United States President Donald Trump on Thursday expressed a willingness to meet North Korean leader Kim Jong Un by May in response to Kim's invitation to hold the first meeting between leaders of the United States and North Korea, a South Korean envoy said.
Kim has committed to "denuclearization" and to suspending nuclear or missile tests, South Korea's National Security Office head Chung Eui-yong told reporters at the White House after briefing Trump on South Korean officials' meeting with Kim on Monday.
Trump has since commented on Twitter, saying "Great progress being made but sanctions will remain until an agreement is reached. Meeting being planned!"
White House spokeswoman Sarah Sanders has also confirmed on Friday that Trump will accept an invitation to meet North Korean leader Kim Jong Un at a place and time to be determined.
"President Trump greatly appreciates the nice words of the South Korean delegation and President Moon. He will accept the invitation to meet with Kim Jong Un at a place and time to be determined. We look forward to the denuclearization of North Korea. In the meantime, all sanctions and maximum pressure must remain," she said in a statement.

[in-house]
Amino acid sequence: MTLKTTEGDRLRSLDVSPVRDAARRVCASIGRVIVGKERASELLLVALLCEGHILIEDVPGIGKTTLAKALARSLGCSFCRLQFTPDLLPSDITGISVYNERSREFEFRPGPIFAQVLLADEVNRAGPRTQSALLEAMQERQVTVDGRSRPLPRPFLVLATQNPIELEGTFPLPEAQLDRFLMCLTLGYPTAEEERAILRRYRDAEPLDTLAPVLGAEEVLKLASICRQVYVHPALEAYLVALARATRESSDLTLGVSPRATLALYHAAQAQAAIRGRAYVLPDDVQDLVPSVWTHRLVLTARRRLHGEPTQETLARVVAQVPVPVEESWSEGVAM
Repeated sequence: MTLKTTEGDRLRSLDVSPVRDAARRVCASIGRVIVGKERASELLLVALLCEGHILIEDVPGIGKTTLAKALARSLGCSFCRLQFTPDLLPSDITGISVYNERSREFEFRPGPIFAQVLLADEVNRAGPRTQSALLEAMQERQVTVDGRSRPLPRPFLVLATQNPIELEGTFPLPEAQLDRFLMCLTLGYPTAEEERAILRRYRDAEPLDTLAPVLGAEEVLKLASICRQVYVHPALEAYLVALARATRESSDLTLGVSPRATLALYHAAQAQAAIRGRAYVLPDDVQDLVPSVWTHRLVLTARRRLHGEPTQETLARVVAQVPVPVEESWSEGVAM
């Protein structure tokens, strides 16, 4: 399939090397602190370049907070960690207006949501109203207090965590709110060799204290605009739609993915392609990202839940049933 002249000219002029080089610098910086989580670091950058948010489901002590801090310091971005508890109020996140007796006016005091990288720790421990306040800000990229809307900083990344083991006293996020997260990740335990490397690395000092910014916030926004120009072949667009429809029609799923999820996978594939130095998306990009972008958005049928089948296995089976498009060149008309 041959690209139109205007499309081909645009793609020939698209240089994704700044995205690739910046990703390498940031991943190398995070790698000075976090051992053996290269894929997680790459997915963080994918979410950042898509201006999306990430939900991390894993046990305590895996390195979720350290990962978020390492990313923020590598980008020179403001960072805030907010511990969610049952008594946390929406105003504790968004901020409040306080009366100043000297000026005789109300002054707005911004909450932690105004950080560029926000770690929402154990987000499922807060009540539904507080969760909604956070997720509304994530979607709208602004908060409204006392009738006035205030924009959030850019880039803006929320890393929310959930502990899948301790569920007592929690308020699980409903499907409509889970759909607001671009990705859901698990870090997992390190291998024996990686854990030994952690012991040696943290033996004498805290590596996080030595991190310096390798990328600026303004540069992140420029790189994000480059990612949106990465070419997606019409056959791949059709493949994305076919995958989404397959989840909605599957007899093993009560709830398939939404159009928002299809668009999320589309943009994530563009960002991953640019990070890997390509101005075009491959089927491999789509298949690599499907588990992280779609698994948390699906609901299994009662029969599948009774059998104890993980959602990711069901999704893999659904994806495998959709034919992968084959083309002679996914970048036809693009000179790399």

A meeting between Kim and Trump, who have exchanged bellicose insults in the past year that have raised fear of war, would mark a dramatic breakthrough in efforts to resolve the tense standoff over North Korea's effort to develop a nuclear-tipped missile capable of hitting the U.S. mainland.
"I told him (Trump) that in our meeting that North Korean leader Kim Jong Un said that he's committed to denuclearization," Chung said. "Kim pledged that North Korea will refrain from any further nuclear or missile tests."
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"He expressed his eagerness to meet President Trump as soon as possible," he said. "President Trump appreciated the briefing and said he would meet Kim Jong Un by May to achieve denuclearization."
There was no immediate comment from the White House on the South Korean envoy's comments.
Trump's aides have been wary of North Korea's diplomatic overtures because of its history of reneging on international commitments. Chung and National Intelligence Service chief Suh Hoon flew to Washington earlier on Thursday to explain North Korea's stance on possible future talks with Washington and the prospect of Pyongyang suspending nuclear tests if the security of the North's government is assured.
Earlier Thursday, U.S. Secretary of State Rex Tillerson said that though "talks about talks" might be possible with Pyongyang, denuclearization negotiations were likely a long way off.